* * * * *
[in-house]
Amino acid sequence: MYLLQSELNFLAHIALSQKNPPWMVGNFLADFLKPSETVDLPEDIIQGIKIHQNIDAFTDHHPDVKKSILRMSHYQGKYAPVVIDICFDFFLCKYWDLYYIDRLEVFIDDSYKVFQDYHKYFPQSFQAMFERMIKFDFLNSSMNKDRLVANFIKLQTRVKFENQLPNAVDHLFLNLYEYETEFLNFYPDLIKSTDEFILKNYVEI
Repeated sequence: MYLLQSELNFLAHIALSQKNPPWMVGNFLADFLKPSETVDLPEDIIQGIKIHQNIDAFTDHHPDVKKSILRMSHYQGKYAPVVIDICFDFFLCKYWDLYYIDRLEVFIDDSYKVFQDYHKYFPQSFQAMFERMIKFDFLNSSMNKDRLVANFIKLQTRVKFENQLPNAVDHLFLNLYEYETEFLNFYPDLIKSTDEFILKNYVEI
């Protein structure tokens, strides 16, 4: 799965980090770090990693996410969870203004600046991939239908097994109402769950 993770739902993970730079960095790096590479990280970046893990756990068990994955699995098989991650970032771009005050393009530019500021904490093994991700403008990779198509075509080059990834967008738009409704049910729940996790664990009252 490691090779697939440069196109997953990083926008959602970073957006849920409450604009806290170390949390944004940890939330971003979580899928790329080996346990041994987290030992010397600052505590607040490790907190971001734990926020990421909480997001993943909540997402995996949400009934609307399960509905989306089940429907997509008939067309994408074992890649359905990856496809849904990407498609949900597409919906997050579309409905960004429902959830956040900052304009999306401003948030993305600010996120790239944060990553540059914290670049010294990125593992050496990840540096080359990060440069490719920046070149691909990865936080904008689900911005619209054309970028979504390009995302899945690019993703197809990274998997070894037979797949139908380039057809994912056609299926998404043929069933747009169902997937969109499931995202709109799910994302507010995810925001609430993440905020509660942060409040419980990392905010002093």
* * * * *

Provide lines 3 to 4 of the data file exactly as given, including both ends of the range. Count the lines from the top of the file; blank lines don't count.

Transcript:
Repeated sequence: MYLLQSELNFLAHIALSQKNPPWMVGNFLADFLKPSETVDLPEDIIQGIKIHQNIDAFTDHHPDVKKSILRMSHYQGKYAPVVIDICFDFFLCKYWDLYYIDRLEVFIDDSYKVFQDYHKYFPQSFQAMFERMIKFDFLNSSMNKDRLVANFIKLQTRVKFENQLPNAVDHLFLNLYEYETEFLNFYPDLIKSTDEFILKNYVEI
């Protein structure tokens, strides 16, 4: 799965980090770090990693996410969870203004600046991939239908097994109402769950 993770739902993970730079960095790096590479990280970046893990756990068990994955699995098989991650970032771009005050393009530019500021904490093994991700403008990779198509075509080059990834967008738009409704049910729940996790664990009252 490691090779697939440069196109997953990083926008959602970073957006849920409450604009806290170390949390944004940890939330971003979580899928790329080996346990041994987290030992010397600052505590607040490790907190971001734990926020990421909480997001993943909540997402995996949400009934609307399960509905989306089940429907997509008939067309994408074992890649359905990856496809849904990407498609949900597409919906997050579309409905960004429902959830956040900052304009999306401003948030993305600010996120790239944060990553540059914290670049010294990125593992050496990840540096080359990060440069490719920046070149691909990865936080904008689900911005619209054309970028979504390009995302899945690019993703197809990274998997070894037979797949139908380039057809994912056609299926998404043929069933747009169902997937969109499931995202709109799910994302507010995810925001609430993440905020509660942060409040419980990392905010002093």